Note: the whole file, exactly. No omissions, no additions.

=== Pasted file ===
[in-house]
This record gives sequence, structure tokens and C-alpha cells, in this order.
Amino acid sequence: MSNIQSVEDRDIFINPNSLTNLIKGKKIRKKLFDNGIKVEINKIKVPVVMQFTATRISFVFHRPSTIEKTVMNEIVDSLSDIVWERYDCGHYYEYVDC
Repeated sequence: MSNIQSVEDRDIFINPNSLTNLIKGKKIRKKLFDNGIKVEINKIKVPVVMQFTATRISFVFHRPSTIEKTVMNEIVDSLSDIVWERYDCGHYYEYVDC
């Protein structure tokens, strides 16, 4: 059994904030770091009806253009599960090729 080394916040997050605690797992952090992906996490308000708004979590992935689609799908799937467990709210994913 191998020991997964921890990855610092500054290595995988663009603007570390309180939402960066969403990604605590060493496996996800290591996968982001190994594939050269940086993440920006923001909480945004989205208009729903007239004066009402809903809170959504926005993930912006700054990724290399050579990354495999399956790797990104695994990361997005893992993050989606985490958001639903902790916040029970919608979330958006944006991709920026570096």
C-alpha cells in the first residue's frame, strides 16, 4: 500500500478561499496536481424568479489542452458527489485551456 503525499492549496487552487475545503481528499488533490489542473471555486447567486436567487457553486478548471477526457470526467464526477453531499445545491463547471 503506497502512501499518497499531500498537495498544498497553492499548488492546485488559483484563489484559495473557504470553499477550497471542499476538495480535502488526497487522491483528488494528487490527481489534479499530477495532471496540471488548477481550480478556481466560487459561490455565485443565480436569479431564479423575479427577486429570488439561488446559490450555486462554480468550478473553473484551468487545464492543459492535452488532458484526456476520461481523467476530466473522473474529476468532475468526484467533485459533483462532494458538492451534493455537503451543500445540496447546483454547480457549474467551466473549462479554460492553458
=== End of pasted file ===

[in-house]
This record gives sequence, structure tokens and C-alpha cells, in this order.
Amino acid sequence: MSNIQSVEDRDIFINPNSLTNLIKGKKIRKKLFDNGIKVEINKIKVPVVMQFTATRISFVFHRPSTIEKTVMNEIVDSLSDIVWERYDCGHYYEYVDC
Repeated sequence: MSNIQSVEDRDIFINPNSLTNLIKGKKIRKKLFDNGIKVEINKIKVPVVMQFTATRISFVFHRPSTIEKTVMNEIVDSLSDIVWERYDCGHYYEYVDC
């Protein structure tokens, strides 16, 4: 059994904030770091009806253009599960090729 080394916040997050605690797992952090992906996490308000708004979590992935689609799908799937467990709210994913 191998020991997964921890990855610092500054290595995988663009603007570390309180939402960066969403990604605590060493496996996800290591996968982001190994594939050269940086993440920006923001909480945004989205208009729903007239004066009402809903809170959504926005993930912006700054990724290399050579990354495999399956790797990104695994990361997005893992993050989606985490958001639903902790916040029970919608979330958006944006991709920026570096």
C-alpha cells in the first residue's frame, strides 16, 4: 500500500478561499496536481424568479489542452458527489485551456 503525499492549496487552487475545503481528499488533490489542473471555486447567486436567487457553486478548471477526457470526467464526477453531499445545491463547471 503506497502512501499518497499531500498537495498544498497553492499548488492546485488559483484563489484559495473557504470553499477550497471542499476538495480535502488526497487522491483528488494528487490527481489534479499530477495532471496540471488548477481550480478556481466560487459561490455565485443565480436569479431564479423575479427577486429570488439561488446559490450555486462554480468550478473553473484551468487545464492543459492535452488532458484526456476520461481523467476530466473522473474529476468532475468526484467533485459533483462532494458538492451534493455537503451543500445540496447546483454547480457549474467551466473549462479554460492553458